The Times interviews Theo James
Posted on 25 January 2017.
Posted in: Announcements
You’re the absurdly good-looking star of two Hollywood mega-franchises. At 32, your films have made more than a billion dollars. You look down from bedroom walls across the globe. What next? The London stage, of course, proving ground for pin-ups from Nicole Kidman to Daniel Radcliffe. A chance to show your acting chops in a serious (read: badly paid) setting.
So it is that Theo James, the British actor known to millions as Four, the post-apocalyptic freedom fighter in the Divergent films, and David, the aristocratic vampire in the Underworld movies, is appearing with Emilia Fox (Silent Witness) in a two-hander at the 405-seat Hampstead Theatre. It’s the UK premiere of Sex With Strangers by the American playwright Laura Eason. Compared with Hollywood, this is nice and low-key, James says: “Just the two of us and some people watching . . . while we have sex.”
Ah, sex: that trusty weapon of the movie star treading the boards (remember Kidman’s “theatrical Viagra” in The Blue Room?). Sex With Strangers focuses on Ethan (James), a celebrity sex blogger in his late twenties, and Olivia (Fox), a struggling writer in her late thirties, who are holed up in a snowbound B&B. Their mutual attraction is wittily expressed in quick-fire dialogue (Eason has also written for House of Cards). As the recurring stage direction goes, “sex is imminent”.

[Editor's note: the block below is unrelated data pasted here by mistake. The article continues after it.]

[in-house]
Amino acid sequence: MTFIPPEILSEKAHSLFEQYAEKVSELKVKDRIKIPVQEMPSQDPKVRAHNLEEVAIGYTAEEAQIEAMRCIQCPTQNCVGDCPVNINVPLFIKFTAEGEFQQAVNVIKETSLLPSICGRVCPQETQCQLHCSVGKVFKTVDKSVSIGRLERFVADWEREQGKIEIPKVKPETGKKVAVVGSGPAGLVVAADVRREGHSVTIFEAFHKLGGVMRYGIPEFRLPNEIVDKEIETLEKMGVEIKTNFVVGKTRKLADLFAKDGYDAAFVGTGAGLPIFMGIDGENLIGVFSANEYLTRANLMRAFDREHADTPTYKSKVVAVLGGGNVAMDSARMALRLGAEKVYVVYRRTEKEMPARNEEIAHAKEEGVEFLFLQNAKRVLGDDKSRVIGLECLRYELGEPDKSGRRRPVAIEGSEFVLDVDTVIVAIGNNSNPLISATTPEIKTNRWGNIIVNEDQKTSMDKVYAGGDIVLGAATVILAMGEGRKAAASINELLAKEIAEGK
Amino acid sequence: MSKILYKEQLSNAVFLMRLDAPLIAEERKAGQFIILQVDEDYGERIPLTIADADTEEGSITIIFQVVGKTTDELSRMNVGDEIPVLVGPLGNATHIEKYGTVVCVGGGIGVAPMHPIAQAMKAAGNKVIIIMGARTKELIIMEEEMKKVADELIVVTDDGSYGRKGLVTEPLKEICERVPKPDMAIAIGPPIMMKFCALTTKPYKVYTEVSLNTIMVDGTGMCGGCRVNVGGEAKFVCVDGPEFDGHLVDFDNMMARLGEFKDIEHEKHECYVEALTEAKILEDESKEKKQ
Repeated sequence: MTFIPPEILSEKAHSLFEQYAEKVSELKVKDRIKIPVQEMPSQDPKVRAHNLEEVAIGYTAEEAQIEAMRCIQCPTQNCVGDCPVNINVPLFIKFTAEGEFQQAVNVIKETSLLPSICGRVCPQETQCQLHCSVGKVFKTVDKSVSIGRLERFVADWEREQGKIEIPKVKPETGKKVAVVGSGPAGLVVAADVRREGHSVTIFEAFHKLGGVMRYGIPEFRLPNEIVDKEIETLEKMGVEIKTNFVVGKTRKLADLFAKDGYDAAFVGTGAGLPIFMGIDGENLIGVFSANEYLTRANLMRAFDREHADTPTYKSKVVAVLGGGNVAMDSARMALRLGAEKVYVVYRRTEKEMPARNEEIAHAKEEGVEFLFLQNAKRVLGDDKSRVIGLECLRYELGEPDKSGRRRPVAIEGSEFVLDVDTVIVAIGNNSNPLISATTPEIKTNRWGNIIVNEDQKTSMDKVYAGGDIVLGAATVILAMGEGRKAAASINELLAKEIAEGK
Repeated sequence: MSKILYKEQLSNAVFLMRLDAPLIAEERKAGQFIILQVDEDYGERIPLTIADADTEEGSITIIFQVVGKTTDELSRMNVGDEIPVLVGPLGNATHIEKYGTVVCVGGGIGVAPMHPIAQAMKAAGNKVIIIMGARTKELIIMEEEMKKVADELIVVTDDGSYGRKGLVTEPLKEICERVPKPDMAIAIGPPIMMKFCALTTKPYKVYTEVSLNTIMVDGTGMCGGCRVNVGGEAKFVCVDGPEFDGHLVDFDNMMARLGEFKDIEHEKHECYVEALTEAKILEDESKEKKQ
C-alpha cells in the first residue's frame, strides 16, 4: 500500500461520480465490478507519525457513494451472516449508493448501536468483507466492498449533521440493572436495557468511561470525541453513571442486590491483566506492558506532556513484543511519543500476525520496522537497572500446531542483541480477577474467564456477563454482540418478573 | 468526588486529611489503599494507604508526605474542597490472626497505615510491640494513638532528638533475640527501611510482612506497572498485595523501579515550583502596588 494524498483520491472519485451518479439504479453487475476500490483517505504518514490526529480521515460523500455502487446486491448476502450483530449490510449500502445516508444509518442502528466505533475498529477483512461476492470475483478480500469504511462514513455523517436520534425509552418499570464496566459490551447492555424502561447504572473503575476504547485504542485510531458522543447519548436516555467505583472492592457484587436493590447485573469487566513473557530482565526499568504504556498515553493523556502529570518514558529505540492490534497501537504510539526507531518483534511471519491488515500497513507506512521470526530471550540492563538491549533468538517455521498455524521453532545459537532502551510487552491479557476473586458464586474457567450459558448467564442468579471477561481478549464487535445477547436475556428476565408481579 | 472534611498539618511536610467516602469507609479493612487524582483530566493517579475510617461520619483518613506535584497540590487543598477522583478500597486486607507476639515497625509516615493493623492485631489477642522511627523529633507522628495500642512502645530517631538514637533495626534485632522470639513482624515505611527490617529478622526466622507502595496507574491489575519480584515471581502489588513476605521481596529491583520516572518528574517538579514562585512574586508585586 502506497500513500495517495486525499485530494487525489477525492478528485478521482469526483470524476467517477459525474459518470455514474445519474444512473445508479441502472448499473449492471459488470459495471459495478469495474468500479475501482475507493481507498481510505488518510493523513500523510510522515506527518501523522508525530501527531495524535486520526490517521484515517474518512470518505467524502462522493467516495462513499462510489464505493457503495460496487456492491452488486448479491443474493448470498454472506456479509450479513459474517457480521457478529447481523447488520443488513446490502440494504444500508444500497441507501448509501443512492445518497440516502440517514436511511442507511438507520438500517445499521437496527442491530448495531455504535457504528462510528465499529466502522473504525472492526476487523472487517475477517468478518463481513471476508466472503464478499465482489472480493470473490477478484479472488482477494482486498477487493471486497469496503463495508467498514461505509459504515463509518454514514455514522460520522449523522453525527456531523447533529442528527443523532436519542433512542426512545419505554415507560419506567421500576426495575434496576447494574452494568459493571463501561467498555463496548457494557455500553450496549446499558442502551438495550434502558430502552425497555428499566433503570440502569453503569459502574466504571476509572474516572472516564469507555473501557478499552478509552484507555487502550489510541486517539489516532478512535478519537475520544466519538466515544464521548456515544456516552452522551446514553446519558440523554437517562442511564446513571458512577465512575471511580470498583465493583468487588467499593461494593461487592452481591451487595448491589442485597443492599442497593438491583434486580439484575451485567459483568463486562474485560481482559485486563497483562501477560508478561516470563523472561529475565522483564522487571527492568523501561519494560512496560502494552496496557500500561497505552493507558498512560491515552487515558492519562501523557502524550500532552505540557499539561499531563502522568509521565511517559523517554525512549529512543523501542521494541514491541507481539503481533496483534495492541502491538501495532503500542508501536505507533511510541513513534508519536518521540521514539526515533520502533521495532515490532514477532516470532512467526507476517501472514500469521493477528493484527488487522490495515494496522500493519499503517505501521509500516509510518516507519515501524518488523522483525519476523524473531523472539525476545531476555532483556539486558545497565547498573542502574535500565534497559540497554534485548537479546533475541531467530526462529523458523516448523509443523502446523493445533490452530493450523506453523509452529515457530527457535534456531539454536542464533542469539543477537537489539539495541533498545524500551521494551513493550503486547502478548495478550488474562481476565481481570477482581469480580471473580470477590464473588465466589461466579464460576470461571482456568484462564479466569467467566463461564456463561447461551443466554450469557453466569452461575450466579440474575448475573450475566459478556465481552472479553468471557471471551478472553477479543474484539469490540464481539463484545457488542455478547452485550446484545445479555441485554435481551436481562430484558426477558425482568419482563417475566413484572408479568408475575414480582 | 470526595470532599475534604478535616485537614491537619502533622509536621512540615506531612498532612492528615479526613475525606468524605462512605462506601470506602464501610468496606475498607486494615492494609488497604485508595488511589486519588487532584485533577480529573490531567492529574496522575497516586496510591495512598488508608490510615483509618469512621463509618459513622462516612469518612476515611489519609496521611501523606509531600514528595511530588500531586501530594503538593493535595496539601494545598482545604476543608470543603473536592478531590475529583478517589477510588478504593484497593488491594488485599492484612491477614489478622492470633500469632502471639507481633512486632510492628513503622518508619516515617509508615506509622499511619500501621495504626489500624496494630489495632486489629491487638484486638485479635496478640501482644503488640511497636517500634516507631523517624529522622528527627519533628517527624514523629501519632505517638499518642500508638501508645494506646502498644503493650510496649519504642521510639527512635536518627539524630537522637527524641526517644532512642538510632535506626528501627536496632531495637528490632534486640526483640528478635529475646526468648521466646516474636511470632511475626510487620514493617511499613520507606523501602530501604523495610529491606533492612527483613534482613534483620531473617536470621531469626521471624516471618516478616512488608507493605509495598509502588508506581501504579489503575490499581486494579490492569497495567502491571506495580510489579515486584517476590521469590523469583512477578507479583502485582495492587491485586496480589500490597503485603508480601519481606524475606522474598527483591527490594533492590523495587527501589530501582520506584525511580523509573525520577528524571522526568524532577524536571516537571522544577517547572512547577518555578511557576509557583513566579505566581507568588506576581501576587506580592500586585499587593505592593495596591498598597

Is it? Or will they just fade to black? “No, that would have been the easier way out,” says James, sitting in an office at the theatre. “It’s about intergenerational sex between two strangers. But you don’t want it to be sex for the sake of sex, ‘Wow, I can see a bum or someone’s dick!’ So there are flashes of it which are very specific.”
Dressed down in a black sweatshirt and jeans, James is as handsome as he is on screen. What’s more surprising, if you’re used to his earnest smouldering in the Divergent films, is how mischievous he is. I ask if this production of Sex With Strangers is still set in America. “It’s set in Stoke now,” he deadpans. Did the director, Peter DuBois, ask them to read anything? “We were told to read Lolita and spend four hours a day in front of Spankwire [a porn site].” Each time a straight face is followed by a gust of laughter. Neither of those things is true, alas. The play is still set in and around Chicago and he read Marguerite Duras’s erotic classic The Lover in preparation.